The use of AI in influencing elections in the United States has precedents, extending beyond voice impersonation. In the lead-up to the 2023 Chicago mayoral election, “Chicago Lakefront News” released a video criticizing Democratic candidate Paul Vallas’s approach to gun violence. Despite Vallas’s campaign team condemning the video as AI-generated, it had already widely circulated on the internet. Vallas’s eventual electoral defeat may have been influenced by the negative impact of the video on his campaign.
The voice cloning company behind the “fake Biden” phone call has been identified as the startup ElevenLabs.
The company confirmed that the fabricated Biden voice was generated using its tools. Currently, ElevenLabs has suspended accounts using deepfake technology to disseminate information.
According to ElevenLabs’ official website, this AI research company is capable of generating voices in 29 languages. The company’s security policy recommends obtaining permission before cloning someone’s voice, but unauthorized cloning can be used for non-commercial purposes, including “political speech that contributes to public debate.” Additionally, the company warns against using cloned voices for fraud, discrimination, hate speech, or any illegal online misuse.
A January 26 report from Wired magazine revealed that ElevenLabs raised $80 million in a recent funding round, bringing its valuation to over $1.1 billion, making it a bona fide unicorn company. Notable investors in the company include figures such as Andreessen Horowitz, former GitHub CEO Nat Friedman, and Mustafa Suleyman, co-founder of the AI lab DeepMind.
Why is it Challenging to Defend Against AI Deepfake Technology?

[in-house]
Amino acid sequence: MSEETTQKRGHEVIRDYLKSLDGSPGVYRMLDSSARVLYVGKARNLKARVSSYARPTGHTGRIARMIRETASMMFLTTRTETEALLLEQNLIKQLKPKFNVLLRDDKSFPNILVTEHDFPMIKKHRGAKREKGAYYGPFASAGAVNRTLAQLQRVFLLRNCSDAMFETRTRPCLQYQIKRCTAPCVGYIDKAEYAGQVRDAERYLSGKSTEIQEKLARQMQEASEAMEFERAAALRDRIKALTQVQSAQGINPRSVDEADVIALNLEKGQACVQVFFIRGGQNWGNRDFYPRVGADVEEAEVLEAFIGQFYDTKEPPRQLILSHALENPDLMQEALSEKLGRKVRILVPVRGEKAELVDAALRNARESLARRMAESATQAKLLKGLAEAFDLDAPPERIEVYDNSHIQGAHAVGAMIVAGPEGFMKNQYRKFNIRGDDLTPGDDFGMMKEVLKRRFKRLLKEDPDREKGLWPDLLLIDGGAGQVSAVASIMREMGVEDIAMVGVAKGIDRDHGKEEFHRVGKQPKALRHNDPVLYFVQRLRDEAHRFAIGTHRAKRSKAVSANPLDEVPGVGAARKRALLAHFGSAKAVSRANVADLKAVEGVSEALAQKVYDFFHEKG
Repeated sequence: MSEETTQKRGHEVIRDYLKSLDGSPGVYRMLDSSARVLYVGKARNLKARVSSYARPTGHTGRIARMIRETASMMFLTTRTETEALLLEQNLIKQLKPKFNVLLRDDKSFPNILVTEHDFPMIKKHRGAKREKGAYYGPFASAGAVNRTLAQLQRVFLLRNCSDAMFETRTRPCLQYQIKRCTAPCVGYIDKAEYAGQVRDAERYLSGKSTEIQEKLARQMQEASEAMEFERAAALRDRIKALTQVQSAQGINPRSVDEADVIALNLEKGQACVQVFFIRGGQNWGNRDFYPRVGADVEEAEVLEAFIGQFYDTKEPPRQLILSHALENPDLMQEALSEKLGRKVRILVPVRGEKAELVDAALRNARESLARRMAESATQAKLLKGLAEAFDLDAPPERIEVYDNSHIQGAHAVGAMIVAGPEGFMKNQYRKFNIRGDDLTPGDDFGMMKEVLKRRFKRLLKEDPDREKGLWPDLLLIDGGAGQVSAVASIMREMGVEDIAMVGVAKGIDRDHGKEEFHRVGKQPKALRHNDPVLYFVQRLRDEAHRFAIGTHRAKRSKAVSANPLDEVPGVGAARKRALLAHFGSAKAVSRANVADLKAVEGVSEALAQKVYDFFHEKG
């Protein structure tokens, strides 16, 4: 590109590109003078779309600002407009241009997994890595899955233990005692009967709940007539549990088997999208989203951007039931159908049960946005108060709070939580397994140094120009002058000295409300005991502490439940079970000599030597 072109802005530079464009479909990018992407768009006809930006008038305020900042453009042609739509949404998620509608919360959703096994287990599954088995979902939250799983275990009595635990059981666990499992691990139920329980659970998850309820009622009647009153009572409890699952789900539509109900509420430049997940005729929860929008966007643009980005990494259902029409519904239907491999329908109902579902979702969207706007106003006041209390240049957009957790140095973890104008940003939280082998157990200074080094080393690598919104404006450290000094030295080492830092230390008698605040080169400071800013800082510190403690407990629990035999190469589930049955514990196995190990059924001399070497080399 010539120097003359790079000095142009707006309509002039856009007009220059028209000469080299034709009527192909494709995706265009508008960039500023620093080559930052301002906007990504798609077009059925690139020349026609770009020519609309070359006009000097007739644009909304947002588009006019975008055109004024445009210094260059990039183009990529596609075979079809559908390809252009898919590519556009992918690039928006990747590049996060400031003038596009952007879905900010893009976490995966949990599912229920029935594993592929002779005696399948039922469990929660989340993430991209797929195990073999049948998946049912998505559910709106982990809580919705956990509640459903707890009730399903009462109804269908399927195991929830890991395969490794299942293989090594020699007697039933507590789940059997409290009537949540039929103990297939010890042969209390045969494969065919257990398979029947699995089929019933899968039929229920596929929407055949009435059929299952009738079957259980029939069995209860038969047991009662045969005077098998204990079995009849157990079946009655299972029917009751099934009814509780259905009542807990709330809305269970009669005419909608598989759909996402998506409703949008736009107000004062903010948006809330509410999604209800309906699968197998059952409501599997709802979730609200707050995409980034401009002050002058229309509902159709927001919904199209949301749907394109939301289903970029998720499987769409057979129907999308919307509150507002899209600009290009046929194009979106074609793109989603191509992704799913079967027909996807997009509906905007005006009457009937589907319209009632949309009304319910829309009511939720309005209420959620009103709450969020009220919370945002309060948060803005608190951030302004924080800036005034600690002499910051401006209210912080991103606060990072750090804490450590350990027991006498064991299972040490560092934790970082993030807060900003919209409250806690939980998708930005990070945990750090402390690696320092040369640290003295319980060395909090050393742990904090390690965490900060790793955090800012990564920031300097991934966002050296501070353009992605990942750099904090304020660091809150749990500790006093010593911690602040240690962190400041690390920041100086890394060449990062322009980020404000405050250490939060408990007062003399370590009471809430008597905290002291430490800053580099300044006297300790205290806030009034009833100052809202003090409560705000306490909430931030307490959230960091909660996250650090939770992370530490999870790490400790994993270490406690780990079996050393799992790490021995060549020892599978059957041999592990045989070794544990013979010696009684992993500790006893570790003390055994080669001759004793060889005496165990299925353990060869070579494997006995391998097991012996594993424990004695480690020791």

Deepfake, a portmanteau of “deep learning” and “fake,” refers to the use of deep learning techniques to generate synthetic images, audio, or videos. The public availability of data on public figures provides ample material for AI training, making celebrities frequent victims of AI manipulation.
An anonymous technical expert from the internet security organization “NetKnife” stated that content produced using deepfake technology is visually and auditorily convincing, making it challenging to discern authenticity with the naked eye or traditional methods. Attackers can use technical means to conceal traces and features of deepfakes, making them difficult to detect. The abundance of images and video data available on the internet for training deep learning models is also exploited by deepfake technology. The more extensive the available dataset, the higher the quality of the model, resulting in deepfakes closely resembling real people.
The “NetKnife” technical expert also mentioned that deepfake detection technology is more sensitive than humans, detecting flaws in motion, lighting, and resolution, identifying forged features and abnormal patterns at the source. This enables early detection and prevention of the spread of deepfake content.